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Annihilation (TheaterByte Movie Review)

Annihilation (2018) PosterAnnihilation is the story of Lena (Natalie Portman), a biologist who loses her husband, Kane (Oscar Isaac), on a top-secret mission, but he miraculously reappears one year later in her home. Having no memory of how he made it back home Kane falls ill and is transported away for care. He and Lena are intercepted by a shadowy government group headed by Dr. Ventress (Jennifer Jason Leigh).

Dr. Ventress does not have an answer to what Kane’s condition could be, but she fills Lena in on the potential cause of it all. She informs Lena that a couple of years prior a meteor of unknown origin has crashed to earth and come straight down through lighthouse by a coastline. The impact has caused a prism bubble the perimeter that is expanding and causing disruptions. Various teams have been sent into the bubble but none have returned. Kane was part of an expedition that went in and never came back. Well, until came Kane back.

Ventress eventually asks Lena if she wants to join a new expedition comprised of women. Lena would be joined by a linguist, anthropologist, surveyor, and psychologist. Once the women go into the prism bubble they are shocked to discovered various distorted environmental patterns. The greenery seems to have been grafted to other organic materials that normally don’t go together. The women eventually run into bigger threats like oversized animals that have their own natural characteristics but also have human characteristics. In one disturbing scene a bear, with some of its skin seared off shrieks like a human as it stalks the group.

Annihilation is filled with many instances of shock, violence, and body-horror. If you are sensitive to the latter then you have been warned. Some of the issues I had with the film was on how flat some of the characters’ portrayals were. Lena seemed to be sleepwalking through most of it, although the point is made (or is it?) that she’s her own worst enemy in some of the flashback scenes. Speaking of flashbacks there are quite a few of those stuck smack dab in the middle of some of the action, which is jarring. The ending of the film was also confusing but I will have to see it again to properly digest it. Annihilation is definitely not audience friendly. Yes, it will make you ask questions and most of those questions will not have answers. Another quirk that is briefly mentioned as to why an all women group was sent into the prism was that of strategy. Instead of sending a group of hostile men with guns why not send less hostile and highly educated women in, with guns? I don’t believe that it was explicitly stated, but there may have been a line or two said by Dr. Ventress.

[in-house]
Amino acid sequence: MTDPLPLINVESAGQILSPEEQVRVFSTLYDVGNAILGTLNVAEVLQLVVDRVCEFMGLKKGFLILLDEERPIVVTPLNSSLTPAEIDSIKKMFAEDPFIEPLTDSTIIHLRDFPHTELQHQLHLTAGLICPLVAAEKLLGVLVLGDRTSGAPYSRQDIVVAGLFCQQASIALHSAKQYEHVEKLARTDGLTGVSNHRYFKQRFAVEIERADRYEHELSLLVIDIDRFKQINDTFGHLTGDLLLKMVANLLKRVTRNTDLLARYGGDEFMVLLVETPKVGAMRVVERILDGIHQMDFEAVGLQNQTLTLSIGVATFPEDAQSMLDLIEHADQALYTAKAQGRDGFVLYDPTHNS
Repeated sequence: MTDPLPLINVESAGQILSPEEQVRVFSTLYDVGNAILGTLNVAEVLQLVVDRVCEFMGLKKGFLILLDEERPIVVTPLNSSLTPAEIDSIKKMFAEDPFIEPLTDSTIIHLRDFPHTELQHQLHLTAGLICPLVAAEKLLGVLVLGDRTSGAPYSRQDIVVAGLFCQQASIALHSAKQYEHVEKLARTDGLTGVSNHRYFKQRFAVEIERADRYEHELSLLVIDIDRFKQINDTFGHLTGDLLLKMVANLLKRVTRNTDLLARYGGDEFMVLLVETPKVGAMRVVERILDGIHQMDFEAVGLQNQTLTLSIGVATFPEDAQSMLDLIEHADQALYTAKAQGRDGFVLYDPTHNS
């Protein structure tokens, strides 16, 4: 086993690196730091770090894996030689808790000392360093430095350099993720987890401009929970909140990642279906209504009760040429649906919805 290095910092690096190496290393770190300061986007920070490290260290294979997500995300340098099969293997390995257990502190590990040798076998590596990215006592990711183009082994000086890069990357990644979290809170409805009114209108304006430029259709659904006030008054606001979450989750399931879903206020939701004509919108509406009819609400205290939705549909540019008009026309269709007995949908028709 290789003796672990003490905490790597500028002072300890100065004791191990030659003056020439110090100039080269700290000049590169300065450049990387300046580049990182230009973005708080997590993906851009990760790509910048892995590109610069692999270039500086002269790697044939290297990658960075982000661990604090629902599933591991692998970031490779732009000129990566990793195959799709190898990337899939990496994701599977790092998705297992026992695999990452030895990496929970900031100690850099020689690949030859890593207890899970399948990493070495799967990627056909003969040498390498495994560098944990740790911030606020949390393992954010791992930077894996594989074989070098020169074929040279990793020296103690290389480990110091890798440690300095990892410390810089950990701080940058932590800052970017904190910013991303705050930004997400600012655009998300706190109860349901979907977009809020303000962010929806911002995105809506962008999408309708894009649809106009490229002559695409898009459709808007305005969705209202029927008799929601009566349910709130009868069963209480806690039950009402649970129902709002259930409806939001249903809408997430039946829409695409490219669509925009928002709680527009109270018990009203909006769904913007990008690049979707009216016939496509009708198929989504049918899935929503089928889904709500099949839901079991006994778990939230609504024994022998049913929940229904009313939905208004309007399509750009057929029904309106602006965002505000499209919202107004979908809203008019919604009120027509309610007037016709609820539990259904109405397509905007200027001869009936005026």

The lead up to Annihilation was interesting in that it was writer-director Alex Garland’s critically and award-winning follow-up to his film Ex Machina. Not only did people want to see what he would come up with next after that science fiction film but things really spiraled out of control when Paramount sold international streaming rights to Netflix. There was also talk that Skydance producers had various disagreements with Garland about the film and especially about the ending. Garland had final cut on the film, so the producers that did not agree with him went around him. Now Annihilation is set for a release on 2,000 screens and this may or may not be a good thing in the week after the gargantuan release of Black Panther and Game Night. The latter was released in almost 4,000 screens, twice the amount that this film was.

The film is based on a trilogy of novels known as The Area X Trilogy (Annihilation, Authority, Acceptance) by James VanderMeer. It also appears that Garland adapted the script before there was even talk about a trilogy of books. Garland’s script is more of a standalone story than anything. Annihilation doesn’t look to do gangbusters business in the states, which is too bad, because it’s a competently made film. I can also objectively see why the mainstream crowd will not like it. It’s an existential science fiction film that does not run through the usual and generic tropes of science fiction. Having only seen the film once I will have to go back and reabsorb it. I have to rate the film down the middle. I did not love it, but I did not hate it. It has flourishes reminiscent of Under the Skin, Stalker, and Predator. Those are three great films, but Annihilation does not necessarily reach those levels.

Annihilation is in theaters now


3 / 5 TheaterByte Rating
{{ reviewsOverall }} / 5 Users (0 votes)
DNA Films | Paramount Pictures | Scott Rudin Productions | Skydance MediaStudios & Distributors
R (for violence, bloody images, language and some sexuality)Rating Certificate
USACountry
EnglishLanguage
115 Mins.Run Time
2.39:1Aspect Ratio
Alex GarlandDirector
Alex Garland | James VanderMeer (novel)Writer
23 Feb. 2018Release Date
The Film
Summary
Natalie Portman plays a biologist who signs up for a dangerous and secret expedition in this latest sci-fi film from director Alex Garland (Ex Machina). It's a rich yet at times sparse thriller that likely will not appeal to traditional tastes. The film works best as an existential sci-fi thriller along the lines of Under the Skin.
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